Circumstances

I freely admit to being a bit of a nightmare to buy presents for. The reason for this is that if I want something that is within my means I just go out and buy it, on impulse, usually within minutes of having the idea of wanting whatever it is, leaving little opportunity for family to surprise me with a present of something I’ve wanted for a long time.

And so it was that just a couple of weeks before Christmas I found myself in a shop buying a record player. We had just re-modelled our adult living room, rather foolishly splashing out on a brand new settee. Foolish, because we have toddlers. We thought about that though and bought a second brand new sofa to put in their playroom that we weren’t as bothered if they spilled things on. This was the plan, but we still wince every time they go near it with anything remotely edible. Mrs Aitchworld cringes and I get a nervous twitch in my right eye.

We also bought a huge bookcase that, as luck would have it, had lower shelves of dimensions that would house all my old vinyl LPs. There is something wondrous about an album cover, so much so that they should be displayed and not hidden away in a loft. There was once a pub near to me owned by a musician who decorated the establishments walls with framed album covers. (While this looked good, ultimately it was crap because you couldn’t get the LPs out of their sleeves).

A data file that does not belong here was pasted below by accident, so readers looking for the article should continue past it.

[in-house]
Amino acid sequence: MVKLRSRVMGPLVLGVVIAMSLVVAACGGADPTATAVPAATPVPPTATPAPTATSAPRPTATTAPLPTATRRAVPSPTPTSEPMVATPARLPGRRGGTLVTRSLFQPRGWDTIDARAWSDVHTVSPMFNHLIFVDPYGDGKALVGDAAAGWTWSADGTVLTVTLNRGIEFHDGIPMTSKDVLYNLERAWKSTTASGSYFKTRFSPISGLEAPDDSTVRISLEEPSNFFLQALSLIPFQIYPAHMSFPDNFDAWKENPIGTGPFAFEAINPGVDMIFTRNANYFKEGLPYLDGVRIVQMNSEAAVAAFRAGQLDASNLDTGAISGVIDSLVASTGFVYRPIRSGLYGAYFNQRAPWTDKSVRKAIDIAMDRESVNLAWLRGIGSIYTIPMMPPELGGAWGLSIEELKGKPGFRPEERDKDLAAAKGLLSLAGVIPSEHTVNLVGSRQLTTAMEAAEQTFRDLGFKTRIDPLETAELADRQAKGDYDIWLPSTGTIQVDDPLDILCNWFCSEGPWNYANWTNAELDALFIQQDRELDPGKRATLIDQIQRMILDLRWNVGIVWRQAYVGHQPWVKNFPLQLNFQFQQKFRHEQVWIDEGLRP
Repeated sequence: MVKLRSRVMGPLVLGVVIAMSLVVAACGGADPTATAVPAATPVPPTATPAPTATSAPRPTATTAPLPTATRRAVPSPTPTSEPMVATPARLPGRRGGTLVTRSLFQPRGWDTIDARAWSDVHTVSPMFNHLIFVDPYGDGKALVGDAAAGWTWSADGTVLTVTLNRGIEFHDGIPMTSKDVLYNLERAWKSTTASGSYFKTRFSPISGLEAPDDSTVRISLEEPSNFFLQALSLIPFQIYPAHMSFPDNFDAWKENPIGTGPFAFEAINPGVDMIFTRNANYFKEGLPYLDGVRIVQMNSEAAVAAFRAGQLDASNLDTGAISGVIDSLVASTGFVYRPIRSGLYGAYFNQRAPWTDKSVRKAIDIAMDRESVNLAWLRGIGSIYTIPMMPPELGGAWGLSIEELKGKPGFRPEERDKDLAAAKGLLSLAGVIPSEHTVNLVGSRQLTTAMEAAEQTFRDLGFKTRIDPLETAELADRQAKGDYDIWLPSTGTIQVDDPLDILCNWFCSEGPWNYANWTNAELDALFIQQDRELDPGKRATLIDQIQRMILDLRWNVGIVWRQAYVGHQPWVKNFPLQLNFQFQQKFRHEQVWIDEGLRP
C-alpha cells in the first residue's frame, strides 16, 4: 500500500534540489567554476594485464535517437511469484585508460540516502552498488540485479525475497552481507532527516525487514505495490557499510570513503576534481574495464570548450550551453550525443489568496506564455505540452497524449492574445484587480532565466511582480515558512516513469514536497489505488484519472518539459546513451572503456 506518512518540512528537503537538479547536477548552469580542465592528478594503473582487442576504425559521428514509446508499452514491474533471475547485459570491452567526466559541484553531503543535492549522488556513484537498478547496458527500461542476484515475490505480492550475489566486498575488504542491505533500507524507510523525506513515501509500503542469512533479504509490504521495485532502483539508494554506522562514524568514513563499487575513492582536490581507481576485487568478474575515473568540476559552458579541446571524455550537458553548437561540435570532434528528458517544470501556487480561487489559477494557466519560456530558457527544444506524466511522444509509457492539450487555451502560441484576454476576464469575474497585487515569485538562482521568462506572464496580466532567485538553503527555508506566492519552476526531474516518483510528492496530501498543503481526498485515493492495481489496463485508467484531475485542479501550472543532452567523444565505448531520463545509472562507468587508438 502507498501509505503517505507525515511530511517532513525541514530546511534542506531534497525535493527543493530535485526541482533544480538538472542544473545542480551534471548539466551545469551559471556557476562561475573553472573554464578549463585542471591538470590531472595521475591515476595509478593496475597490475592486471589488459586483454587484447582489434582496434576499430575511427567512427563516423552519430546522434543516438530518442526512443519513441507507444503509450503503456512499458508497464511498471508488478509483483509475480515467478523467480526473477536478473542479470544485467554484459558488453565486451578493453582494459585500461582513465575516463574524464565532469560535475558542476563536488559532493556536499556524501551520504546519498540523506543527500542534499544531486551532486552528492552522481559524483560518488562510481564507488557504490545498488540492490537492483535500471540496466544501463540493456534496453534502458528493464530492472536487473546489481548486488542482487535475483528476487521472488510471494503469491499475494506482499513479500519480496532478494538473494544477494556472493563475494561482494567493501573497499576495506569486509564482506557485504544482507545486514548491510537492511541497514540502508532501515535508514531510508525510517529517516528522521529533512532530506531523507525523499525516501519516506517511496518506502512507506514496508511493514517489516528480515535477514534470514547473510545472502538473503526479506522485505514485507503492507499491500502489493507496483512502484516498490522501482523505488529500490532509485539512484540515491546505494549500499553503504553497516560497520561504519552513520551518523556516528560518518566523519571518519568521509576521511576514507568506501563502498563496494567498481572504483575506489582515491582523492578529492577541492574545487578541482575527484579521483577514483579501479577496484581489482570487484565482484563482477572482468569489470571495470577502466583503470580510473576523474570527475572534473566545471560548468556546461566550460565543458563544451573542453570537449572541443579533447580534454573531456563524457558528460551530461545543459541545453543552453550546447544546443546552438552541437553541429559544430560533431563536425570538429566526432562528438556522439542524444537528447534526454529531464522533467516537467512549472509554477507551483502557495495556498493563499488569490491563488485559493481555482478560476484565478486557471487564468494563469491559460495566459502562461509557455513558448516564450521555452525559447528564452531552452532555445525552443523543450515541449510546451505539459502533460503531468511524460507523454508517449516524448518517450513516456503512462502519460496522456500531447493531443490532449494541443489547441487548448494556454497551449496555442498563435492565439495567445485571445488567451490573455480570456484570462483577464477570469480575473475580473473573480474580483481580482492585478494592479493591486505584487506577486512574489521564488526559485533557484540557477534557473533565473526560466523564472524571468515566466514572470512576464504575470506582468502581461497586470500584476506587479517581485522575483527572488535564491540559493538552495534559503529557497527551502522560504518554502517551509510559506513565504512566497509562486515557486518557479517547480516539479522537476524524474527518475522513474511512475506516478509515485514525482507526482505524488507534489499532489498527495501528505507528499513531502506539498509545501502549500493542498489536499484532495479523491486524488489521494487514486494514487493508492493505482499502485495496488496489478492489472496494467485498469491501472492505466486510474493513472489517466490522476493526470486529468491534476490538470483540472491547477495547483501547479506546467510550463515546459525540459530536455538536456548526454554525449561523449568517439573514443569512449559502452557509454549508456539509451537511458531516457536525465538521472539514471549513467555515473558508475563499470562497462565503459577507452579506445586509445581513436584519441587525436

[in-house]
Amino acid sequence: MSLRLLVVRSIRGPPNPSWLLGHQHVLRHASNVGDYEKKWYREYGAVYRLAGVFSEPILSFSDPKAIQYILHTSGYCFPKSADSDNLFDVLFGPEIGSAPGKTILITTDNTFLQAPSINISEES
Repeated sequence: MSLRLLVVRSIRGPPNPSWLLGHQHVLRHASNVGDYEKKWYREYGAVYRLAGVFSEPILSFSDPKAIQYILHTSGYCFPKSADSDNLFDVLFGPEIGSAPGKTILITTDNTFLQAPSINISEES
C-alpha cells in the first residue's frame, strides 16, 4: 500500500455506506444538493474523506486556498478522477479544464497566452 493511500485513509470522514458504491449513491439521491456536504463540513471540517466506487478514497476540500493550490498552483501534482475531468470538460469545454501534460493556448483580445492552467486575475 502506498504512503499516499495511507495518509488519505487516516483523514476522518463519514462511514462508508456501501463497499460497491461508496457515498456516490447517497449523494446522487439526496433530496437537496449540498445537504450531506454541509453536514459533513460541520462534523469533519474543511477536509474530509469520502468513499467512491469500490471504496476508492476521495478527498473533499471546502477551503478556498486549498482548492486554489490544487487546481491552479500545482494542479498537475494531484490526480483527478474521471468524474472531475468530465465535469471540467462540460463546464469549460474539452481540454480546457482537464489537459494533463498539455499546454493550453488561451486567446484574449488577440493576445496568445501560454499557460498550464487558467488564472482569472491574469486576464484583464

Whole generations are missing out on the experience of studying the 30cm square (more if it was a gatefold cover) works of art that accompanied the approximately 45 minutes of music contained within, which entertained me while I was growing up. Tape cassette artwork and CD artwork was just too small to appreciate. And do recording artists even bother with cover artwork on albums these days?

What absolutely shouldn’t be displayed in the living room, ever, according to Mrs Aitchworld, is a bright silver, plastic and chrome stereo system from the early 2000s of the sort I had been using up in the loft room until it turned into a dumping ground of out-grown baby items and as yet too-big hand me downs waiting to be grown into. Apparently, as amazing as the sound quality may be, it was considered far too garish and vulgar, and would look out of place in a tasteful and classically styled living room.